Another added that the green economy addressed social development in a fundamental way and, when combined with the environmental protection aspect, would make growth sustainable, creating employment. Green growth tended to be more labour intensive then “brown growth” — the traditional mode of growth based on fossil fuels — which was valuable for continued employment creation. And while it may require financial “reinforcement”, its gains would outweigh initial costs.
Also at the meeting, speakers voiced varying hopes for Rio + 20: they said that, at that Conference, the international community needed to identify ways to guarantee compliance with existing agreements. It needed to continue to chip away at the uneven distribution of wealth in the world, figure out how to guarantee markets would not be unfair and make sure States lived up to official development assistance (ODA) targets. To create the right environment to allow for the transformation from brown to green, the international community must fix structural problems in the current global economic architecture. Not only would States have to strengthen their political commitment to righting the global system, they would also need to adopt a broad, political road map and agree on the tools needed to reach their final destination.
Another representative lamented the big implementation gap, which, coupled with today’s crises, was most severely affecting least developed countries. Those countries had fewer resources and higher levels of vulnerabilities. Their situation should be duly taken into account in preparing for the 2012 summit. A genuine multi-stakeholder partnership was crucial to strengthening the sustainable development pillars and boosting their implementation, he said.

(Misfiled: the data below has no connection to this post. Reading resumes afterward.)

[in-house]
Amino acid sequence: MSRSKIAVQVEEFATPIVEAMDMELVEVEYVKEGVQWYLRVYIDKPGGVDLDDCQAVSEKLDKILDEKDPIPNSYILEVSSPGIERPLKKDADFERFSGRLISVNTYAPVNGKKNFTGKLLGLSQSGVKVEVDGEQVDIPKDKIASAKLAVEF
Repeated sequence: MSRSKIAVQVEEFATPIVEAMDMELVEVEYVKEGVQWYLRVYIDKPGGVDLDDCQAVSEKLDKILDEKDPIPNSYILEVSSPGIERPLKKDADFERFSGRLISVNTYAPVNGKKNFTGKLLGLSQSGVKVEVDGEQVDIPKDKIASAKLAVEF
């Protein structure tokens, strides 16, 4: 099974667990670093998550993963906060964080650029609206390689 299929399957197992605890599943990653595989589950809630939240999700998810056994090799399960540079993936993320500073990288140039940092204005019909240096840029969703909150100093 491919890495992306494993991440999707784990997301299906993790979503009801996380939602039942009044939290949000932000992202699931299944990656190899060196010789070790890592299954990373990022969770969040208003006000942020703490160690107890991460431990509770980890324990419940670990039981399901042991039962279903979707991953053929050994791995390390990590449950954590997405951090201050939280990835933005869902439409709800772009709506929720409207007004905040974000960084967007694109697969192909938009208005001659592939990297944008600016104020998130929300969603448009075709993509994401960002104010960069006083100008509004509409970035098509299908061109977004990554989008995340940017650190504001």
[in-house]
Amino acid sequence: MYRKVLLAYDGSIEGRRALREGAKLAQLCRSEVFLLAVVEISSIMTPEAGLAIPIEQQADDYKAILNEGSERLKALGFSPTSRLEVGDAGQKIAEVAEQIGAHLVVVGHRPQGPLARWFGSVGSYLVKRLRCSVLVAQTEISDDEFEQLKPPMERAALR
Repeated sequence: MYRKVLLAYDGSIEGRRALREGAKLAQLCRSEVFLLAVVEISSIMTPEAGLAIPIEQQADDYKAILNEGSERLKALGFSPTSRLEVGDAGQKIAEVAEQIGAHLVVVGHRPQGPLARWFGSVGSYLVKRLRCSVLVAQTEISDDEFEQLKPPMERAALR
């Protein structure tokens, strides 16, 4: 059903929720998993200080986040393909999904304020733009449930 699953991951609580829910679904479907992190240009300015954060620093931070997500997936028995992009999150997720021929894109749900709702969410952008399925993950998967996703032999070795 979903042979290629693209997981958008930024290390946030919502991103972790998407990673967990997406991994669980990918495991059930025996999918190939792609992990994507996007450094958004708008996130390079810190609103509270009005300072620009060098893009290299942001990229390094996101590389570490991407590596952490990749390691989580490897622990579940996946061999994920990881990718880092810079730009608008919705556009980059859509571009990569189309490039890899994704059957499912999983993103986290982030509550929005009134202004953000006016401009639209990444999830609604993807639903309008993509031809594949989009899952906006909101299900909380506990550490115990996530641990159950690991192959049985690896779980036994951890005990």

Another speaker said the quest to intensify the convergence between economic growth and reduction in greenhouse gas emissions was at the heart of his country’s efforts to create a sustainable society and economy in which renewable energy in electric modes of transportation would play a growing role. The interpretation of similarly broad policy measures would generate new demand and energize the economy. Discussions at Rio + 20 should be visionary and based on the existing framework; they should avoid debating a precise definition of a green economy and instead lay out the various approaches.
A green economy was not one destination or one recipe or one end state, but a series of pathways to be determined by countries as they looked at opportunities and constraints, a United Nations agency representative declared. Every national economy was embedded in the global economy, which was either distorted or enabling, with the latter providing incentives. Rio was a unique opportunity to very rapidly tap into the enabling environment unfolding across various continents.